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The Slovenliness of the Intellectual

September-October 2009

The Levy family in 1928; Jacob holds the cane. Only he and Rivka Levy (far left, flounced dress) survived the Nazis.

The Levy family in 1928; Jacob holds the cane. Only he and Rivka Levy (far left, flounced dress) survived the Nazis.

From the book

A meticulous excavation of personal history, Jacob’s Cane: A Jewish Family’s Journey from the Four Lands of Lithuania to the Ports of London and Baltimore (Basic Books, $27.95), took professor of English Elisa New to the Baltics three times to construct “a memoir in five generations.” From her researches, she emerged with details evocative, emotionally resonant, and funny—as in this excerpt from chapter nine, “The Social-eest.” 


What had possessed my great-grandfather in 1914 to commit his time and energy to a run for Congress he surely knew would be unsuccessful? Like the questions surrounding Jacob’s birthplace, Amelia’s illness, Uncle Baron’s character, and Jean’s decision to send her sons to England, my aunts didn’t agree on an answer. Why should their father have chosen so quixotic a way to spend the spring, summer, and fall as the Socialist Party candidate to represent Baltimore in the Congress of the United States? And why, after this venture failed, did he continue to defend socialist ideas in spite of his business success and his family’s bourgeois aspirations?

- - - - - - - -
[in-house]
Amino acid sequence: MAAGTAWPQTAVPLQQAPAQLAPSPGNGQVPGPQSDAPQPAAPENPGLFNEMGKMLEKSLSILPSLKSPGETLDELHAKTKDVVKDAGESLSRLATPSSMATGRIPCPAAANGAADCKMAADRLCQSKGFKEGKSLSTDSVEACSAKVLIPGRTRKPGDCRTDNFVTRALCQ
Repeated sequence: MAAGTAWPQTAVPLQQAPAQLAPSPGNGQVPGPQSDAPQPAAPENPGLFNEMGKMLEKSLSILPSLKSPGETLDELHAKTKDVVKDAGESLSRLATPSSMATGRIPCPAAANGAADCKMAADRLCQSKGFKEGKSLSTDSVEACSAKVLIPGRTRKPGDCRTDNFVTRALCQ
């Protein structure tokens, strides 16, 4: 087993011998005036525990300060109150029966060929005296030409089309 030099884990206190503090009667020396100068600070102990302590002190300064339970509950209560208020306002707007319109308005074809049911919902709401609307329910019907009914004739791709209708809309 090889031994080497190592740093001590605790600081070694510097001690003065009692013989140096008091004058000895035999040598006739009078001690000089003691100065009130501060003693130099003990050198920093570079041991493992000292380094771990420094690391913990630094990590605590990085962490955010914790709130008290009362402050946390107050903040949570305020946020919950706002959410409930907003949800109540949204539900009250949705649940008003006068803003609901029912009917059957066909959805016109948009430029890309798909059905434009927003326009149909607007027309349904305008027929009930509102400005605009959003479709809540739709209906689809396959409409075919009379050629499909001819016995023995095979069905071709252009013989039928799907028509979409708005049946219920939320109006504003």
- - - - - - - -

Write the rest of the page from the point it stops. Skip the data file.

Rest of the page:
Aunt Myrtle and Aunt Jean each had her own way of explaining what it meant that their father—a captain of industry, as they represented him—could be a Red and a foe of unions simultaneously.

From a certain slight tightness around the mouth and the faintest wrinkling of her nose, Aunt Myrtle showed that to her socialism mostly meant domestic inconvenience. As the person who took care of her father in his later years after his wife was institutionalized and after Jean had moved on to her second of three husbands, living with him and keeping him in breakfasts and dinners, in clean shirts and pocket squares, in stamps and envelopes and typewriter ribbons, Myrtle had the experience to prove that political commitments are hell on the housekeeping. With the whole top floor of her house given over to her father’s comforts, every entrance through his bedroom door was a rich tutorial in the slovenliness of the intellectual.

Cheap weeklies dropped by the armchair, books piled in teetering heaps, ashtrays overflowing, cigarettes loose, coffee dried to syrup or Scotch whisky left in a cup—such were the habits of international socialism.

For Aunt Myrtle, her father’s socialism made him late to dinner, distracted with his children, tedious in company, and intolerant of what others thought “nice.” She, who could set her boys’ rooms to rights in fifteen minutes, came to know well the graceless habits of a sardonic socialist. Or at least she knew the tastes of one without a wife to keep him in line. His daughters did their best to cope.